“First Do No Harm” ….so let’s rule out the obvious stuff first
Research increasingly points to the importance of adequate nutrient intake for mental health, especially with regard to inflammation, oxidative stress, gut microbiota and mitochondrial health. Despite this, the first line of approach for individuals suffering from mental health problems is rarely multidisciplinary and even with everything we now know, still gives scant, if any, any consideration to an individual’s diet.
Sometimes this failing can be spectacular, as demonstrated during a talk given by Professor Malcolm Peet, Consultant Psychiatrist (now retired) at a Food and Behaviour Research conference in 2013. A nutritionist, newly recruited to work for the NHS in northern England, joined the discussion by satellite link, and cited the case of a young man in his thirties who had been suffering from auditory and visual hallucinations, apathy, severe depression and suicidal thoughts. This man had been on numerous medications (5 or 6) for a number of years, and had been assigned a number of nursing and support staff over this time to help him deal with not only with the physical problems, but also his emotional and financial challenges. He had never managed to hold down a job for more than a few months and found it impossible to maintain any meaningful relationships, despite his wish for a long-term partner. Nothing was said about his genetic predisposition, possible childhood / adult traumas, stress levels, lifestyle or any other possible known contributors to his mental health problems – but throughout those years in and out of hospital, no one had ever asked him one simple question:
“What do you eat?”
As it happens this was a crucial piece of information.
For breakfast, and throughout the rest of the day, he would eat up to 10 packets of crips, washed down with a 2 litre bottle of sweetened fizzy drink. He also drank about 10 coffees (each with 2tsp sugar), and in the evenings, a bottle of 20% alc. coffee liqueur. His only source of real food came in the form of an occasional kebab.
It wasn’t clear how long he’d been eating like this, which is obviously relevant, but a worst case scenario envisages that his diet had been woefully deficient since he left home 12 years earlier – and possibly before that. Even on a continuum of bad dietary choices, this case may seem extreme, but how would we ever know if we don’t ask?
In dietary analysis it is accepted that food diaries, food frequency questionnaires and 24-hour recalls (even with multiple pass follow up) are only ever “best estimates” (people often misjudge their intake, or just lie) – but as this case shows, you don’t need to spend much time questioning someone to realise there’s a serious problem.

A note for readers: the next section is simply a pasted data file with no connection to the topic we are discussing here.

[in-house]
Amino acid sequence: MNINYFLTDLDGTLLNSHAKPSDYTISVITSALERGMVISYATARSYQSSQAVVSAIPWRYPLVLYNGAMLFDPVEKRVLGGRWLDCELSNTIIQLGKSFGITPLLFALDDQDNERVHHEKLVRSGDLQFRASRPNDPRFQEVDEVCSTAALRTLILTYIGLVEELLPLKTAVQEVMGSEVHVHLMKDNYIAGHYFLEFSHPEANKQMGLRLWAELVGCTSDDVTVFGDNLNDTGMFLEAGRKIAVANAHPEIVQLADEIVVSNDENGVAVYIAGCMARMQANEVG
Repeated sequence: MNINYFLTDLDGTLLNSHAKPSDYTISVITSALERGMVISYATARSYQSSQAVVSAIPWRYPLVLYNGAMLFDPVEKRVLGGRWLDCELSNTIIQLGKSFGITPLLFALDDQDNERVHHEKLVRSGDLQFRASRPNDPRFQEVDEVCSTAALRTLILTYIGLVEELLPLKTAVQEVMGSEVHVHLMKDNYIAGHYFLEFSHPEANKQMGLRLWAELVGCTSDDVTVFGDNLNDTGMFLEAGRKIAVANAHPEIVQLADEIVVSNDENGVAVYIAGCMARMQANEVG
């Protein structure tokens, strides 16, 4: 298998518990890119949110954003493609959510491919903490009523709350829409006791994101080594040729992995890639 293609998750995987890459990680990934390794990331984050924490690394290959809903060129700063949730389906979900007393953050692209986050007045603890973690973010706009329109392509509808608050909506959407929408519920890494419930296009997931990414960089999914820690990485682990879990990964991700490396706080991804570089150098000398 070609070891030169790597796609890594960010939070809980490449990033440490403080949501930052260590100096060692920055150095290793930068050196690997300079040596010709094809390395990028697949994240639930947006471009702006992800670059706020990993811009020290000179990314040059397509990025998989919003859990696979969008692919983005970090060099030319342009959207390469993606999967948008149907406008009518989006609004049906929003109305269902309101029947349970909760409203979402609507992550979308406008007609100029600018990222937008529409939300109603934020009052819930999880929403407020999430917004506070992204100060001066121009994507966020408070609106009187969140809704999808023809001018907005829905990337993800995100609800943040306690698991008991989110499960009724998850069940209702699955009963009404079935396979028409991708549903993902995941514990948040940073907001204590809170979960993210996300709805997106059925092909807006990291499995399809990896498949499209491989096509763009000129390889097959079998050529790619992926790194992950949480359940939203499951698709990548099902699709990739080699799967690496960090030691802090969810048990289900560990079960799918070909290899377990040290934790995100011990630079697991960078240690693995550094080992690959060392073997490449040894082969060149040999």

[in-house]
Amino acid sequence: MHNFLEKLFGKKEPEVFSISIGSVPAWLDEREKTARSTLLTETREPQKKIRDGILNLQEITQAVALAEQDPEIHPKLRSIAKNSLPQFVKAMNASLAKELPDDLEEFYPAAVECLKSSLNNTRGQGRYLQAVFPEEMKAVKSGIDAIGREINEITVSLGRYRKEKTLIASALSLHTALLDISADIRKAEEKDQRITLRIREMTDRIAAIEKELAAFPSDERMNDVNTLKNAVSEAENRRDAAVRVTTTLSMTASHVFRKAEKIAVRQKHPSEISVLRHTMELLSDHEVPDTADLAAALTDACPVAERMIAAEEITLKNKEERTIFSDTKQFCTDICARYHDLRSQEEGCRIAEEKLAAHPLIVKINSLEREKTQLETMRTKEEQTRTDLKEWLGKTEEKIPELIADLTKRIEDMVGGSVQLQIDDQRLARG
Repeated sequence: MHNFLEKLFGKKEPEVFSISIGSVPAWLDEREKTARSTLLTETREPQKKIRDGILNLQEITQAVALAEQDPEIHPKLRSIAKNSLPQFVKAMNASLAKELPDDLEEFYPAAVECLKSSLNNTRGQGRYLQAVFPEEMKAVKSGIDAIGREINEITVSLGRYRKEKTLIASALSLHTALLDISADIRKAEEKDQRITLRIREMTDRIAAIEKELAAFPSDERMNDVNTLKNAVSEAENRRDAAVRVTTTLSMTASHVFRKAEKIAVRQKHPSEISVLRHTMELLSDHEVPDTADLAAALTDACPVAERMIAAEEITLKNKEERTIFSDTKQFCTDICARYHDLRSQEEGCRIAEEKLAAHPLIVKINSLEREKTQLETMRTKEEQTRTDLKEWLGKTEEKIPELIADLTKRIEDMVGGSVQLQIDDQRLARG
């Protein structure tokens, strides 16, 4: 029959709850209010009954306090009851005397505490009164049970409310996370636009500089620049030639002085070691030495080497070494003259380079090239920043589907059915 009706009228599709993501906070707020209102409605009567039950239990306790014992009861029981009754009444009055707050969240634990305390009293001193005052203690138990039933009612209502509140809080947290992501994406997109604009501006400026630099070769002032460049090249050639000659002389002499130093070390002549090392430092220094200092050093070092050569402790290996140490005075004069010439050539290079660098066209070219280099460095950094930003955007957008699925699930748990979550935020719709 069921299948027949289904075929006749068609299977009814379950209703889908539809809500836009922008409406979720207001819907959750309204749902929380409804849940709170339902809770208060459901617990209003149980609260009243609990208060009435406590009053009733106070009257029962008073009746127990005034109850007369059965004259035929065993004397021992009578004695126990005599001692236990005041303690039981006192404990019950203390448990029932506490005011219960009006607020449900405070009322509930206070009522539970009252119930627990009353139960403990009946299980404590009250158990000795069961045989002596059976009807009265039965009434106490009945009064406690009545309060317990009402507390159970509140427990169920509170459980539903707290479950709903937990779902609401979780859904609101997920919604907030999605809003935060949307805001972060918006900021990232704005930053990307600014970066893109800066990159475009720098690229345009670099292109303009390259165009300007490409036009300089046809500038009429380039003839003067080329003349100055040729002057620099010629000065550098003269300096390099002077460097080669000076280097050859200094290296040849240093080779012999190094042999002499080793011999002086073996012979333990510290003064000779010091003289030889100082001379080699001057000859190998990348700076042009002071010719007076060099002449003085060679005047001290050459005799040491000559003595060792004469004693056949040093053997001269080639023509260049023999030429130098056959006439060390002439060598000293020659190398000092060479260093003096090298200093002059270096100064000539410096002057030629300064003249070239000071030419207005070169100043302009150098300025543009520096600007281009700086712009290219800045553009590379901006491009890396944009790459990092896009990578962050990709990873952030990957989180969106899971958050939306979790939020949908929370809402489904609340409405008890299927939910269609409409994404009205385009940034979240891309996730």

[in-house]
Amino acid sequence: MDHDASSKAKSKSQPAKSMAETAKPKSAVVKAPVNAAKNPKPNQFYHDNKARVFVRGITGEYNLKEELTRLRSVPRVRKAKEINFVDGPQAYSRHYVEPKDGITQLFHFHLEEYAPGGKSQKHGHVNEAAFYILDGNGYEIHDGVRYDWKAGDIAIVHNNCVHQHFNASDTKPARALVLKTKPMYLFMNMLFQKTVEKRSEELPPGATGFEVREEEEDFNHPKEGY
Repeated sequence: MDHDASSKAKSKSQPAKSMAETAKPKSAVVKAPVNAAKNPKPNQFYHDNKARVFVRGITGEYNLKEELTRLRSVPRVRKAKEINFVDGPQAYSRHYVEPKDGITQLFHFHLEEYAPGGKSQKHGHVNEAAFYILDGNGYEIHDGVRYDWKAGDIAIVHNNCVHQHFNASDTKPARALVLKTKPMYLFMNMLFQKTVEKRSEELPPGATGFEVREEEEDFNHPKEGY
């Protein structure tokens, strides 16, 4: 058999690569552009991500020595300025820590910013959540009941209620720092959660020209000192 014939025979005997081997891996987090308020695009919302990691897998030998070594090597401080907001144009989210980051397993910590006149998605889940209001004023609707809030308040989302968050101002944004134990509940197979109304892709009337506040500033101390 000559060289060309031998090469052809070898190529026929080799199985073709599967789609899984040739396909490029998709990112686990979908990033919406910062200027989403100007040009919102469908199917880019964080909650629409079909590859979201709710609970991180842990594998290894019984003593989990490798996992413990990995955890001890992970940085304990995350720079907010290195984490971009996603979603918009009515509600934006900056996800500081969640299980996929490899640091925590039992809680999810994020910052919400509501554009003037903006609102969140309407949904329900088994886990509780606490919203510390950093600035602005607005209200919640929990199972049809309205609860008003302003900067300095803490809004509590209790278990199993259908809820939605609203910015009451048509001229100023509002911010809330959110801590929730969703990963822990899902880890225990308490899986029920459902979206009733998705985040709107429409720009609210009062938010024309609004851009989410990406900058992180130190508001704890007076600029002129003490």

It’s not always easy for people, with or without mental health problems, to accept just how critical good nutrition is for brain function. Changing eating habits is difficult for anyone, even if motivated. For those with mental health challenges this can be especially true, and a vicious cycle can quickly ensue.
Initially, this man didn’t accept that food could be related to his symptoms, and so he resisted any dietary changes. However he did agree to take a daily multi vitamin and mineral supplement, as well as fish oil. All supplements were within the daily recommendations.
After a few months, his situation had dramatically improved. His sense of perception and reality had normalised (no more hallucinations), and he had managed to come off all but one medication. He now also needed only one support person. The changes he saw motivated him, so that he eventually welcomed nutritional counselling. For the first time in his life he realised that what he ate profoundly affected how he felt.
The financial implications for the NHS of cases like this are obvious, but for individuals concerned it can be nothing short of life altering. In this case the young man also managed to find himself a steady job, as well as a stable relationship.
For sure, the answer to the mental health crisis won’t be found in a bottle of supplements – or even three healthy meals a day.
But clearly, ruling out malnutrition and severe deficiencies is a logical and cost-effective place to start.
Offering dietary support and motivational guidance to individuals who may have slipped through the nutritional net, either through lack of knowledge or (self) neglect, is a low-cost but potentially life changing adjunct to talking therapy or targeted pharmaceutical interventions.
Who knows, in some cases, little else may be needed. But one thing is certain – if we don’t ask, we’ll never know.